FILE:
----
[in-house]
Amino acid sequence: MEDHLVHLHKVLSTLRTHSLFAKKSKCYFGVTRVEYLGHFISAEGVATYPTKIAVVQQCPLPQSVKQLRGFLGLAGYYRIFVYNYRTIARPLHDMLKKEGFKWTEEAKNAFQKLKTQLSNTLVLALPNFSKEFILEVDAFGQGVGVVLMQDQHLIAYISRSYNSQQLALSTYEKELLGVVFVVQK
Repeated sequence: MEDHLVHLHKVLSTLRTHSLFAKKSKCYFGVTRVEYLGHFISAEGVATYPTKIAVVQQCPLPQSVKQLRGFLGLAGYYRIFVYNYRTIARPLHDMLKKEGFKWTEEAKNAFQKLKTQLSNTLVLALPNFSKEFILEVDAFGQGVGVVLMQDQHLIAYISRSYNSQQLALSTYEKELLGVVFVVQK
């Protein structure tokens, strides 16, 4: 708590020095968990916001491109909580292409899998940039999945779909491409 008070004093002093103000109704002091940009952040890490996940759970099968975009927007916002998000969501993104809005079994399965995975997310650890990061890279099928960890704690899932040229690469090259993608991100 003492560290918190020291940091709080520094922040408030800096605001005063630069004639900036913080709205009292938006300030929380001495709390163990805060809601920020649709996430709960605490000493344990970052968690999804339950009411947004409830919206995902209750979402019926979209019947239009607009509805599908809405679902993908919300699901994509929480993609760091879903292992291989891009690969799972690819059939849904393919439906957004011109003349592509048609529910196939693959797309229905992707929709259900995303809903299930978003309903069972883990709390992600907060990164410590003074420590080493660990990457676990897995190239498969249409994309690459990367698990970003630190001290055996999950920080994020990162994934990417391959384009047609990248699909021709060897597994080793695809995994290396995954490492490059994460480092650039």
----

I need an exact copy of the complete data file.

[in-house]
Amino acid sequence: MEDHLVHLHKVLSTLRTHSLFAKKSKCYFGVTRVEYLGHFISAEGVATYPTKIAVVQQCPLPQSVKQLRGFLGLAGYYRIFVYNYRTIARPLHDMLKKEGFKWTEEAKNAFQKLKTQLSNTLVLALPNFSKEFILEVDAFGQGVGVVLMQDQHLIAYISRSYNSQQLALSTYEKELLGVVFVVQK
Repeated sequence: MEDHLVHLHKVLSTLRTHSLFAKKSKCYFGVTRVEYLGHFISAEGVATYPTKIAVVQQCPLPQSVKQLRGFLGLAGYYRIFVYNYRTIARPLHDMLKKEGFKWTEEAKNAFQKLKTQLSNTLVLALPNFSKEFILEVDAFGQGVGVVLMQDQHLIAYISRSYNSQQLALSTYEKELLGVVFVVQK
């Protein structure tokens, strides 16, 4: 708590020095968990916001491109909580292409899998940039999945779909491409 008070004093002093103000109704002091940009952040890490996940759970099968975009927007916002998000969501993104809005079994399965995975997310650890990061890279099928960890704690899932040229690469090259993608991100 003492560290918190020291940091709080520094922040408030800096605001005063630069004639900036913080709205009292938006300030929380001495709390163990805060809601920020649709996430709960605490000493344990970052968690999804339950009411947004409830919206995902209750979402019926979209019947239009607009509805599908809405679902993908919300699901994509929480993609760091879903292992291989891009690969799972690819059939849904393919439906957004011109003349592509048609529910196939693959797309229905992707929709259900995303809903299930978003309903069972883990709390992600907060990164410590003074420590080493660990990457676990897995190239498969249409994309690459990367698990970003630190001290055996999950920080994020990162994934990417391959384009047609990248699909021709060897597994080793695809995994290396995954490492490059994460480092650039």